Roast Turkey with Apple Cider Gravy

Turkey Day is almost here.  It's time to get that brined turkey into the oven.  This recipe for Roast Turkey with Apple Cider Gravy is one of my favorites.  I like the subtle sweetness the apples give the drippings from the turkey and also the apple cider that is reduced in the gravy base adds the that sweetness as well.

Let's get that bird in the oven! 

You will need 2 Granny Smith apples, 2 onions, Parsley, Sage, Rosemary and Thyme...go ahead sing it!  I did while picking the herbs from my garden.  Thank goodness I didn't have to brush snow off of them.  They are still alive and green.   That will only last a few more days I'm afraid.

I was too busy singing and almost forgot the marjoram.  Oh my, I had forgotten how wonderful marjoram smells.  I had to purchase the marjoram.  (Note to self:  plant marjoram next spring)

Chop all of the herbs quite fine.  Let's throw in some ground nutmeg as well.

Toss all of the herbs into a small bowl and toss together.

Add the ground nutmeg.

Just stir together with a fork.

Reserve 1/4 cup of the herb mixture for the gravy base that we will make in just a minute.

I forgot to show the 3/4 cup butter, softened in my ingredient picture. 

Stir the butter to break it up a bit.

Add the herbs (except for the reserved 1/4 cup). 

Stir together with a fork. Set aside.

I like to dry off the turkey with paper towels.  I, also, blot out any liquids from the brine that might be hanging out in the cavity of the bird.

Throw the butter into the microwave for about 20-30 seconds to melt the butter herb mixture.

Brush the bottom of your roasting pan with the melted butter/herb mixture.

Quarter the apples.

Place half of the apples into the cavity of the bird.

Peel and quarter the onions.

Place half of the onion quarters into the cavity of the bird along with the apples.

I like to tie the legs of the turkey together with some kitchen twine so the bird will hold it's shape.

Tuck the wings under the bird.  Not an easy task, but can be done.

Toss the remaining apples and onion quarters into the roasting pan that has been brushed with the melted herb butter.

I almost forgot the neck of the turkey that I had put into the freezer the day I brined it.  I like to put the neck into the bottom of the roasting pan to help create a richer stock for gravy.

Brush the outsides of the turkey with the melted butter and herb mixture.

Place the turkey into a preheated 350 degree oven.   Depending on the size of the turkey.  I am cooking a 12 pound bird and it should take about 3 hours to roast. 

Roast the bird for one hour before basting.  Leave the bird for a moment.  We'll come back for basting.

While the turkey is roasting I am going to make a gravy base.   I am using low sodium turkey stock and apple cider.  Chicken stock is fine to use, if turkey stock isn't available.

In a saucepan pour in 4 cups of turkey stock.

Add 2 cups of apples cider.

Place the saucepan over medium-high heat and bring to a simmer.

Simmer until the mixture boils down to 3 cups.  This will take about 20 minutes.

Pour the reduced mixture into a bowl and set aside.

For the remaining gravy base you will need flour, butter, cream and the 1/4 cup fresh herbs that were reserved earlier.

In the same sauce pan that was used to reduce the stock, melt the butter.

Add the flour to make a roux.

Whisk flour into the melted butter.

The mixture will begin to foam. 

Carefully pour in the reduced stock mixture.  Whisk and cook until beginning to thicken.

Add the cream.


Add the reserved fresh herbs.

Stir in the herb mixture.

Pour the cooked gravy base into a bowl.  Cover with plastic wrap and refrigerate.  This can actually be made up to two days in advance.  Nice.

Let's baste the turkey.  You will need about 1-2 cups of turkey or chicken stock and a baster.  If you don't have a baster, just use a big spoon, but don't burn yourself.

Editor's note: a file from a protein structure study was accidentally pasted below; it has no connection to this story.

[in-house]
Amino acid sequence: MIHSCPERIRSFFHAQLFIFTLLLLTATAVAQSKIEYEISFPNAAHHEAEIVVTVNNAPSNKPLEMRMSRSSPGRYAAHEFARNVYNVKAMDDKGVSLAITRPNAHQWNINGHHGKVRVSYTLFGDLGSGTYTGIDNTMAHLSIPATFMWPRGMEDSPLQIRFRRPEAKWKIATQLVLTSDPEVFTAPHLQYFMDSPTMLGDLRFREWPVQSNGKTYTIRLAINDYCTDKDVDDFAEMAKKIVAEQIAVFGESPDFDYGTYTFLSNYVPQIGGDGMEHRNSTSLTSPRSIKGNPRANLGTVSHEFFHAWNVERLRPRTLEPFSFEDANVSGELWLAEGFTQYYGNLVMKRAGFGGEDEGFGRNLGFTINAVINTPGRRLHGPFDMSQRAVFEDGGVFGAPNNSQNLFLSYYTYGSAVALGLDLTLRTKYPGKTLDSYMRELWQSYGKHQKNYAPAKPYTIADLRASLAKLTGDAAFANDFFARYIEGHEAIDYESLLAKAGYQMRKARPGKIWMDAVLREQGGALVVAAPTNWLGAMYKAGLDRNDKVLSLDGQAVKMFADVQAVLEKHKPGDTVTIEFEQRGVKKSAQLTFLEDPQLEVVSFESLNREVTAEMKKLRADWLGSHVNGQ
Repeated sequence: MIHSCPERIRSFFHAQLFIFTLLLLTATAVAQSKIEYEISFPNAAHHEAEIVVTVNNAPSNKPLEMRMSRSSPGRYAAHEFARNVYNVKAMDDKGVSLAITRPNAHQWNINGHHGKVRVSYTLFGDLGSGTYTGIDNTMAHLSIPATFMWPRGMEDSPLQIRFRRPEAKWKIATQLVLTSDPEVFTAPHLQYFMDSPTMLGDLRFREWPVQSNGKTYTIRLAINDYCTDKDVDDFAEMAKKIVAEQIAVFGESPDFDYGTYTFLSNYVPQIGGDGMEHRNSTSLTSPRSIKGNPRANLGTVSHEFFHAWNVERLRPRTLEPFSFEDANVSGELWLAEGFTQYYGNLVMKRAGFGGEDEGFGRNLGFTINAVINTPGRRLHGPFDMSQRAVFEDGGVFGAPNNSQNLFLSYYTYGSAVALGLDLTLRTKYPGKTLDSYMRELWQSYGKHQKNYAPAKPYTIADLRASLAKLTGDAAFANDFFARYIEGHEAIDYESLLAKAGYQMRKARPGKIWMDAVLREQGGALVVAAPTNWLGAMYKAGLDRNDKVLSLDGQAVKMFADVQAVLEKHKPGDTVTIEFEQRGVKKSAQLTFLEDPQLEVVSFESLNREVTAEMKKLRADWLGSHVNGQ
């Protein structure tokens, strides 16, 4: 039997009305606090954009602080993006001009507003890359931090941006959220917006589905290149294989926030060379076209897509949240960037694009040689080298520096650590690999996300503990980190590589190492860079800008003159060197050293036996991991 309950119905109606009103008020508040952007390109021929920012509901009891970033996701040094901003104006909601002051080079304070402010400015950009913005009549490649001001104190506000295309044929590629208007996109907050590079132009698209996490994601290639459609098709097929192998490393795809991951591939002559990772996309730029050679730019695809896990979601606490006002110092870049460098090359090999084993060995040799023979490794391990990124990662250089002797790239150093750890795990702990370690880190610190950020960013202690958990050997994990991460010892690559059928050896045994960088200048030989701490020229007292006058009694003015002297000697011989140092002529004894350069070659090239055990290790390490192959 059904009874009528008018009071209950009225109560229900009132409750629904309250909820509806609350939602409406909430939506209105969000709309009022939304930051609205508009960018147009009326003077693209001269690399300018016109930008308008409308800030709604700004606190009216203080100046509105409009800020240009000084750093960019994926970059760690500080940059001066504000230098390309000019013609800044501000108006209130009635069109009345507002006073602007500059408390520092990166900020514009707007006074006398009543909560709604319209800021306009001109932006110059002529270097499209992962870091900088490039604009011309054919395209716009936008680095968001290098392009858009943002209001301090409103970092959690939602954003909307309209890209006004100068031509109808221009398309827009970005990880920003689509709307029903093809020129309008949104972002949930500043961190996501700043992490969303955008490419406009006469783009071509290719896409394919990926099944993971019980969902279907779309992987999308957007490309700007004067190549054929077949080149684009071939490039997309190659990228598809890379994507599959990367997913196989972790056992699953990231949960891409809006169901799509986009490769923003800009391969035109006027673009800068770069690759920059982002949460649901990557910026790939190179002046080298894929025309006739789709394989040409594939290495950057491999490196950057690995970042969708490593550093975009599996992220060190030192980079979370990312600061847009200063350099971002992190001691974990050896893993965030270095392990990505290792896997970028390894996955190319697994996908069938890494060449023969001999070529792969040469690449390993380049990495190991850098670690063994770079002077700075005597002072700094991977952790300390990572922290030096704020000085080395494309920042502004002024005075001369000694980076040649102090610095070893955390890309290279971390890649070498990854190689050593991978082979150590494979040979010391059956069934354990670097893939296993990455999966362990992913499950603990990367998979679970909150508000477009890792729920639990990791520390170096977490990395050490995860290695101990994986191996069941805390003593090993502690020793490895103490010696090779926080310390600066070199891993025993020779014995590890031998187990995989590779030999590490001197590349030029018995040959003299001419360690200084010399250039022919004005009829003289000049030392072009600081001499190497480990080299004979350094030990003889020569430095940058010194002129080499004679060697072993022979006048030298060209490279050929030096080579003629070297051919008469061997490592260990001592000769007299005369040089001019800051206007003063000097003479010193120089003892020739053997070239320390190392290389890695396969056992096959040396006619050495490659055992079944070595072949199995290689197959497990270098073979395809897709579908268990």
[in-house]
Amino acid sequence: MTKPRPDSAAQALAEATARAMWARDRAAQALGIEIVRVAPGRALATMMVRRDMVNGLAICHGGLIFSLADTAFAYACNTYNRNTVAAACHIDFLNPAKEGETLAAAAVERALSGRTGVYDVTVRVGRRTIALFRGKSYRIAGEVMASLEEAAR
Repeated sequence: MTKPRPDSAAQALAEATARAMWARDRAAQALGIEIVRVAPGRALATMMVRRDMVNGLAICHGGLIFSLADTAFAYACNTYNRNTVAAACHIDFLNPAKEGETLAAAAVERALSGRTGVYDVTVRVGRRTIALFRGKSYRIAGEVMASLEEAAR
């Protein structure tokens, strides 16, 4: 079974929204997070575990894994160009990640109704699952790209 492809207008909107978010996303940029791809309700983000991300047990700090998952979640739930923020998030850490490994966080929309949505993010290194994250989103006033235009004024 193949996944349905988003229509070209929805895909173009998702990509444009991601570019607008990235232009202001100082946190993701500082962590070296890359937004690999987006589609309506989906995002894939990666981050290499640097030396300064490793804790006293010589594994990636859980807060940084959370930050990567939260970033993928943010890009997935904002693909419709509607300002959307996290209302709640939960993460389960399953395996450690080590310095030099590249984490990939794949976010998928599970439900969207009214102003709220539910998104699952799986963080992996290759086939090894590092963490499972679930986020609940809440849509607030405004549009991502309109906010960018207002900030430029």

I love this bulb baster that I have.  I purchased it several years ago at Williams-Sonoma.  I love it because it as an attachment that I can screw onto the end that can be used as an injector. 

Suck up some of the stock into the baster.

Pour the juices all over the bird.  I have removed the turkey from the oven just for pictures.  I usually leave the bird in the oven while basting.

With the injector attachment I am squeezing some of the stock under the skin.  This should help keep the turkey moist and give it more fabulous flavor.

Baste the turkey every 30 minutes after the first hour of roasting.  I have inserted a meat thermometer into the fatty part of the thigh.  I am waiting for the thigh meat to reach 175-180 degrees.  The temperature needs to be at 185, but the internal heat will continue to cook the turkey as it rests.  I don't want to over cook the turkey, so I'll take it out just a bit early.

Looks good.  They smell of the herbs throughout the house is making my mouth water.

Remove the turkey from the roasting pan and place on a cutting board.  Let the turkey rest for about 20-30 minutes.  This resting period will help retain the juices into the meat, which is where I want them to stay.

Look at all the brown goodness left in the bottom of the pan.  Remove the turkey neck, apples and onions.  discard them.

Pour the remaining pan drippings into a bowl or a fat separator.  This is an awesome invention.  The fat rises to the top then I just pour out the beautiful brown stuff out from the bottom and into my pan for flavor without the fat.

Place the roasting pan into a burner of your stove top.  Look at all the brown bits.  Remember brown bits = flavor. 

Remember the gravy base that I made earlier?  Remove that from the refrigerator and pour it into the roasting pan.

While stirring, scrape up the brown bits that are on the roasting pan.

Now pour in the pan juices that have had the fat drained off.

At this point taste the gravy.  It just might need a bit more salt.  It might be perfect.  You decide.

I like to give the gravy several grinds of fresh black pepper.

Simmer the gravy until it coats the back of a spoon.   Serve! 

This is when I call in the husband that never reads this blog to carve the turkey. 

My mouth is watering.  I can hardly wait for Thanksgiving day. 

Roast Turkey with Apple Cider Gravy

Herb butter and gravy:

3 tablespoons minced fresh Italian parsley
3 tablespoons minced fresh thyme
3 tablespoons minced fresh sage
3 tablespoons minced fresh marjoram
1 teaspoon minced fresh rosemary
1 teaspoon ground nutmeg
3/4 cup (1 1/2 sticks) unsalted butter, room temperature
4 cups low-salt chicken broth
2 cups apple cider
3 tablespoons all purpose flour
1/2 cup whipping cream

1 16-17 lb. Turkey that has been brined
2 large Granny Smith apples, quartered, cored
2 large onions, quartered